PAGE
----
Mixed emotions as Liberties facing major redevelopment

by Rachel Darcy

Dublin City Council is to take back possession of the Iveagh Market site in the Liberties from current leaseholder Martin Keane.

It is reported that the council has given Keane until the end of this month to surrender the building.

Following the market’s closure in the early 1990s, Dublin City Council announced in 1996 that it would seek a private developer for the site.

Picture: Sorcha McManigan

The Iveagh Market site was initially tendered to Keane in 1997. The council agreed that he would receive the full title of the market once redevelopment of the site was completed.

A lengthy dispute between the council and the Iveagh Trust over the ownership of the land meant that Keane could not apply for planning permission until the issue was resolved in 2004.

He was granted permission by An Bord Pleanala in 2007, and in 2012 secured a five year extension of planning permission, which expired in August, 2017. The council now threaten that if Keane does not voluntarily remove his possessions from the building before the end of the month, they will change the locks.

Keane will be refunded the €2m paid for the lease; however, Keane is reluctant to return ownership of the site. Keane has vowed he will fight “tooth and nail” and has vowed to take Dublin City Council to court to hang on to the building’s lease.

In 2015, Keane was quoted as saying that that he aimed to have the project completed by early 2018. He is hoping to build a €100m cultural and commercial hub in the old building, complete with a hotel, pub and apartments. He has previously cited London’s Covent Garden and Boston’s Quincy Market as his main inspirations for the project.

€25m aparthotel plan to see final curtain for Tivoli

The Tivoli Theatre on Francis Street looks set to be demolished to make way for a new aparthotel development, currently named Tivoli Square.

Initial plans to demolish the Tivoli were proposed by theatre owner Anthony Byrne, and were initially rejected by Dublin City Council last May.

The plans were rejected due to the height of a block on the northern boundary of the site. The €25m plans have now been given the go-ahead following an appeal by Byrne.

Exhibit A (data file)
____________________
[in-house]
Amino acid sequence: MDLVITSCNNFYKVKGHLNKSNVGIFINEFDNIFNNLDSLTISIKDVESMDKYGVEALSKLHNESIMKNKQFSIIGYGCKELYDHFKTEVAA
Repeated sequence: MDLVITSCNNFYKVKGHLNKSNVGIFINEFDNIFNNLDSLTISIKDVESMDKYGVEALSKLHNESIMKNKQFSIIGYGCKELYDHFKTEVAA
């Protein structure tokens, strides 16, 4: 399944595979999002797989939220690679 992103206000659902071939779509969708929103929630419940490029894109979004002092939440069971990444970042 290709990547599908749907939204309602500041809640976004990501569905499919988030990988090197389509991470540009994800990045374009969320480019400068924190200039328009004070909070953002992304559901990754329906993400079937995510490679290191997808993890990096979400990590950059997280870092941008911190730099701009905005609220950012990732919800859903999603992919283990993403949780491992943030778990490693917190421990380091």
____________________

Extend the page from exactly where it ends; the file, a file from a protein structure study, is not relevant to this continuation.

Local councillors have slammed the decision by An Bord Pleanala to approve the plans, with members of Fianna Fail and Labour saying that the proposed plans will add to an “over-concentration” of hotels in the city.

Designed by consultant firm Douglas Wallace, the scheme is set to include restaurant units, a gym, a shop and a cultural arts venue which will replace the Tivoli.

Alongside this will be a 260-bedroom aparthotel, with an overall floor area of more than 107,000 sq ft.

Some residents are saying that a rising number of developments such as Tivoli Square are “ruining the identity” of the area. Plans were also announced in the last week by US hotel giant Marriott for a €40m ‘digital’ hotel in the Blackpitts area of The Liberties, set to open this spring.

Many locals are calling for the development of more affordable housing in the area, condemning the rise in hotels, AIRBNB lettings and student accommodation blocks around Dublin 8.

Local Liberties resident Diarmaid Kehoe said: “Once again, a thriving city neighbourhood is starved of what it really needs – homes for local people to keep the community going”.

Another local resident, Brian Tiernan, said: “This surely must be the most hotels in a square kilometre in Dublin now.”

However, not all are opposed to the new development. Local community group, The Liberties Business Forum, welcomed the redevelopment of the standing Tivoli site, citing it as a “major boost” for the locality.

Speaking to Dublin Gazette, Stephen Coyne from the group said: “The aparthotel will encourage more city visitors to choose The Liberties as their base in Dublin. That in turn benefits local shops, cafes and venues.

“While it is a shame to see the existing Tivoli Theatre go, the new development includes a performance space and venue and that will only add to the number of attractions in this part of the city.”

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